After a 16-year renovation, the original Sarasota High School building is now the Sarasota Art Museum — and it’s been worth the wait. Ringling College’s new 21st century museum comprises 15,000 square feet of exhibition space, areas for site-specific art, a Great Lawn for sculpture installations and performances, a 110-seat auditorium, a cafe and a retail shop. All that, and art too, of course. “The Worker Project” features Barbara Banks’ black and white portraits of the workers responsible for the renovation. “Vik Muniz” offers a 25-year retrospective of the Brazilian-American artist’s transformative imagery. This eye-catching display includes Muniz’s large-scale photographic prints (which often re-create and deconstruct famous masterpieces) and subversive sculpture (including a full-scale recreation of a toy car). “Color. Theory. & B/W” is a group exhibition. Although it showcases many talents, it revolves around Sheila Hicks’ “Questioning Column” — a massive textile installation, interwoven from threads of blue and green. Installations on the grounds outside include Jean Shin’s “Celadon Landscape” and J. Patrick Walsh Ill’s “Zen Jail.” 1001 S. Tamiami Trail, Sarasota; 941-309-7662; Ringling.edu/museum.

 

 

Don’t Miss This!

Here are a few great reasons to get out of the house this spring!

 

‘Picasso to Hockney: Modern Art on Stage’

Live theater has depended on visual artists since the days of the ancient Greeks. “Picasso to Hockney: Modern Art on Stage” explores more recent theatrical collaborations at The Museum of Fine Arts in St. Petersburg. This exhibition comprises 100 scenic, costume, stage and program designs created by noted artists from the 1800s to the present. You’ll see Pablo Picasso’s cubist sets and costumes for the Ballet Russes, including his 1920 scenic design for “Pulcinella.” There’s also a re-creation of David Hockney’s 1981 set and costume design for the ballet “Parade.” Work by Henri Matisse, Natalia Goncharova, Robert Indiana and Lesley Dill is also on display. This stunning traveling exhibit draws from the Tobin Collection of Theatre Arts. Through May 10. 255 Beach Drive N.E., St. Petersburg; 727-896-2667; MFAStPete.org.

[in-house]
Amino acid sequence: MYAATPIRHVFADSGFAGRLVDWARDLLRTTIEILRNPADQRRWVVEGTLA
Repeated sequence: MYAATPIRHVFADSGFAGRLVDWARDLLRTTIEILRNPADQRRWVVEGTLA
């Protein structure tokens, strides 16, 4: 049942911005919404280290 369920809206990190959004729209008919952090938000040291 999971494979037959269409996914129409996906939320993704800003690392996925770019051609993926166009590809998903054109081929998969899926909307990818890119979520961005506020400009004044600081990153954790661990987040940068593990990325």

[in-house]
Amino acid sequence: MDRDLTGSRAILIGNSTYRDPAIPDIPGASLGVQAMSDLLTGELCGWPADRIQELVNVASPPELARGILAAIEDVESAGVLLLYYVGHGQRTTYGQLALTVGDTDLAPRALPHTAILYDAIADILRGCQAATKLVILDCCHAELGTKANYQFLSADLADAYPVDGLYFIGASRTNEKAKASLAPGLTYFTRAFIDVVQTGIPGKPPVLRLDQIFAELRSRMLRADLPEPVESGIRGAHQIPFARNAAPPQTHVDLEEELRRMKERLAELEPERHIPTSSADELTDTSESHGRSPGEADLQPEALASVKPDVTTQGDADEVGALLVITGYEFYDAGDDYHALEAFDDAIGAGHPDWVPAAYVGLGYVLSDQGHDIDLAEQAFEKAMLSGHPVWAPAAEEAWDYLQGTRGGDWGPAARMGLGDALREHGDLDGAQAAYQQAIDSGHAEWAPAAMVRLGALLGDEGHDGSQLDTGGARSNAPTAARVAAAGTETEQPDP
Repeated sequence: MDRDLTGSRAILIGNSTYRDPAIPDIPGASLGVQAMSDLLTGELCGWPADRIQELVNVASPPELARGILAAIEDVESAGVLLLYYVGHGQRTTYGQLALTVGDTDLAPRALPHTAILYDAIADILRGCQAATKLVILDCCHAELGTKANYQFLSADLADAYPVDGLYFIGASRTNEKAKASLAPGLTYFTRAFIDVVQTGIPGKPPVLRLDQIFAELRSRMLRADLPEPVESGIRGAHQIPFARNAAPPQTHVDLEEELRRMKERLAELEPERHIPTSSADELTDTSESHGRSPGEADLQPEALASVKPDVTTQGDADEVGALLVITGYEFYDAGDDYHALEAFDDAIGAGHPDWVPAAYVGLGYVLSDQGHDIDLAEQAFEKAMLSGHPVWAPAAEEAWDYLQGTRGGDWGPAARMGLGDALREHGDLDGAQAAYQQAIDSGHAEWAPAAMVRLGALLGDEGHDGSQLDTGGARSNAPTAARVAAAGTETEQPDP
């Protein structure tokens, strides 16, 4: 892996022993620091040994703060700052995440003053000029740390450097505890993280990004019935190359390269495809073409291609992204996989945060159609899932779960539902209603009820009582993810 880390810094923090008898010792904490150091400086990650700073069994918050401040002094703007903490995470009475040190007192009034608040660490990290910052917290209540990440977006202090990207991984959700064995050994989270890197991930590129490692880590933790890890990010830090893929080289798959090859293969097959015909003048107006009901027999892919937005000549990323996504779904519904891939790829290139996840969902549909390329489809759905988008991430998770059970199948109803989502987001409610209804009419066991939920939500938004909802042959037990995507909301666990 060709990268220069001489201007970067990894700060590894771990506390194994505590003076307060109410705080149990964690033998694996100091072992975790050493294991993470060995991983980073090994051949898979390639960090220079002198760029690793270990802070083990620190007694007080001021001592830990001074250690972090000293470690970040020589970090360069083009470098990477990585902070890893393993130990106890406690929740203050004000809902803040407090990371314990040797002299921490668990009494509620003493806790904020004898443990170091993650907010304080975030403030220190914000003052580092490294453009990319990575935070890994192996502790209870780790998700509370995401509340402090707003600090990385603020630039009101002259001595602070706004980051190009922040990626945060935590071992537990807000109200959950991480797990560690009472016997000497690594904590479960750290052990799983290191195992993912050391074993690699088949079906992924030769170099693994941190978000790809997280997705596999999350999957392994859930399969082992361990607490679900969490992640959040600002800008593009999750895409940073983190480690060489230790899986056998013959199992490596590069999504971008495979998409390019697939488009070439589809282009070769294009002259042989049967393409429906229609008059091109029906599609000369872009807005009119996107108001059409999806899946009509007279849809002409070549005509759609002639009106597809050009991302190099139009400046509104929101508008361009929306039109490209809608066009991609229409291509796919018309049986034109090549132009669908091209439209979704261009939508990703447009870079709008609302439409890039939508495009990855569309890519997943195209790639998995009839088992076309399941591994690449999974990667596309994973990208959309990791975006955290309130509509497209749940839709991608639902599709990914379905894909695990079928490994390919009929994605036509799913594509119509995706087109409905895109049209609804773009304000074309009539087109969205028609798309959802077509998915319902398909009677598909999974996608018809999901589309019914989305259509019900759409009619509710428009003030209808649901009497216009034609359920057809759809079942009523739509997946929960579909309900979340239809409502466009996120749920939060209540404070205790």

‘Romeo & Juliet’ in the Gardens

This year marks the fourth since the FSU/Asolo Conservatory has been staging Shakespeare plays outdoors at Selby Gardens. What’s playing? That sad tale of two lovers in 12th century Verona, Italy. In “Romeo & Juliet,” directed by Shakespeare scholar Jonathan Epstein, the lovers’ love for each other is just right — but their feuding families make it all wrong. The result is a thrill-ride of life, passion, laughter, tears, swordplay and timeless love poetry. Expect no balconies but plenty of beauty. April 8-25 at Marie Selby Botanical Gardens, 811 S. Palm Ave, Sarasota; 941-351-8000; AsoloRep.org/conservatory.

 

Listen to the Earth: Celebrating the 50th Anniversary of Earth Day

Jane Alexander, a Tony Award winner, two-time Emmy Award winner and former director of the National Endowment for the Arts, will be the featured speaker for Choral Artists of Sarasota’s “Listen to the Earth” ecological initiative in April. The program commemorates the 50th anniversary of Earth Day and includes a panel discussion led by Dr. Terry Root, the environmentalist who shared a Nobel Prize with Al Gore for her contributions to “An Inconvenient Truth.” The initiative’s capstone is the world-premiere performance of Sarasota resident James Grant’s cantata, “Listen to the Earth,” which draws its inspiration from the words of astronauts, poets and environmental philosopher John Muir, at 7 p.m. April 19 at the Sarasota Opera House. Grant composed this 30-minute work for baritone soloist, mixed chorus, children’s chorus and chamber orchestra. ChoralArtistsSarasota.org.